Every UTXO that you have in your wallet increases the transaction size, and as the size increases, the transaction price increases. Statistics show that the average bitcoin transaction weighs about 450 bytes and that, given the variable size of bitcoin blocks, each block can contain an average of about 1800 transactions.
The next question is: how much should we pay for our transaction to be inserted into the first next block, and does it pay off for us taking into account the size of the transaction?
Global distribution of Bitcoin nodes. Source: Bitnodes
Bitcoin nodes are computers running the software. They form a network consensus and participate in transaction processing. You can see the current number and distribution of nodes in the image above.
When your bitcoin wallet or the bitcoin node to which the wallet is connected broadcasts a transaction to other nodes in the network, the transaction ends with a mempole, that is, a pool containing unconfirmed transactions waiting to be included in the block to become part of an unbroken chain of blocks.
Typically, a mempole contains about 10,000 transactions at any given time. Transactions are processed according to the commission. Transactions with an adequate commission have priority.
Higher-quality bitcoin wallets automatically analyze the mempool and offer the optimal commission for payment to miners so that your transaction is confirmed as quickly as possible.
However, if you are in a hurry and are not sure whether the transaction will be included in the first next block, we recommend using calculators that determine the required commission.
Depending on the users on the Bitcoin network, transaction fees can be quite noticeable, so depending on the size and amount of the transaction, it is not worth paying the urgent commission required to enter the first next block.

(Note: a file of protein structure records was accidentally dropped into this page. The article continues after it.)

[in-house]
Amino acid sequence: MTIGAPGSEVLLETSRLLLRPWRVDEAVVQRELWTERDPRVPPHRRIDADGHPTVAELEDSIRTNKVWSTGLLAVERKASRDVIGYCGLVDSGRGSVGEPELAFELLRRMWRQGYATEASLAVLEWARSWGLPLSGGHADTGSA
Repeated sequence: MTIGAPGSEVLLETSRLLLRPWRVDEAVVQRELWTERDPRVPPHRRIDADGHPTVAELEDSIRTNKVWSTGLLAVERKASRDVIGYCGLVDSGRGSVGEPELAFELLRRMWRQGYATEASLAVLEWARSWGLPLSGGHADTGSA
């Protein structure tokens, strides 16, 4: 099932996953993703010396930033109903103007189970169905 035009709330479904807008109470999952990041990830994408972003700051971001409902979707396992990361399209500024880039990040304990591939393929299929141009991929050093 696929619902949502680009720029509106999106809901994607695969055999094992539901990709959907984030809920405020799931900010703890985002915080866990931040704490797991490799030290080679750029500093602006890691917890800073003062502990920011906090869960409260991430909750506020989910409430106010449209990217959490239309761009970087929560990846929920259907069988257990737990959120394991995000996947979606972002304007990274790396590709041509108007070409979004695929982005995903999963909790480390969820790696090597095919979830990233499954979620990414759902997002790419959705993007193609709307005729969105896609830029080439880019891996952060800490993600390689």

It is more reasonable to pay a smaller commission and wait a few hours before the first confirmation. But when you buy something or use the services of an exchange office, the only reasonable option is to pay an urgent fee to avoid a long wait for payment.
New blocks are formed on average every 10 minutes. But this is only the average time, which in practice has significant deviations. It often happens that several blocks are formed one after the other, so we have to wait up to an hour.
Thus, it is obvious that even a fairly high transaction fee in some cases does not guarantee you a quick confirmation. Nevertheless, these are extremes that can be counted on, but with sufficient compensation, most transactions receive confirmation within 20 minutes.
Until the transaction is confirmed, it can be manipulated, and the recipient does not have access to the coins. To make sure that the transaction will not be canceled, you need to wait for the number of confirmations proportional to the transaction amount. For small amounts, one is enough, and for larger amounts, it is recommended to wait for 3 or more confirmations.
Remember that unconfirmed transactions are not final and are relatively easy to undo.
Bitcoin miners are specialized devices designed to create new bitcoin blocks. Miners scan the mempool in search of transactions with the highest commission, which will be included in the next block.
Many people think that miners solve complex mathematical problems, but in fact this is not a smart job, but a complex one. Miners randomly select large strings of numbers until they guess the correct solution of the next block.
The first miner who finds a solution receives a reward, currently amounting to 6.25 BTC, plus all transaction fees paid by users for including their transactions in the blockchain.
The pie chart shows the proportion of miners needed to mine Bitcoin. Source: Buy Bitcoin Worldwide
Given the exponential growth in the number of miners, individual mining devices or even device farms are not powerful enough to find a solution that unlocks the next block of Bitcoin. Therefore, miners are joining forces. A set of miners is called a mining pool.
When the mining pool finds a block of Bitcoins, the reward is divided proportionally to the number of miners who participated in the block search. This is also one of Bitcoin’s biggest drawbacks: several of the largest pools control most of the mining power, which theoretically makes Bitcoin mining relatively centralized and vulnerable to manipulation.
But in practice, everything works flawlessly, and there were no noticeable incidents, since compliance with the rules of the network meets the interests of all participants.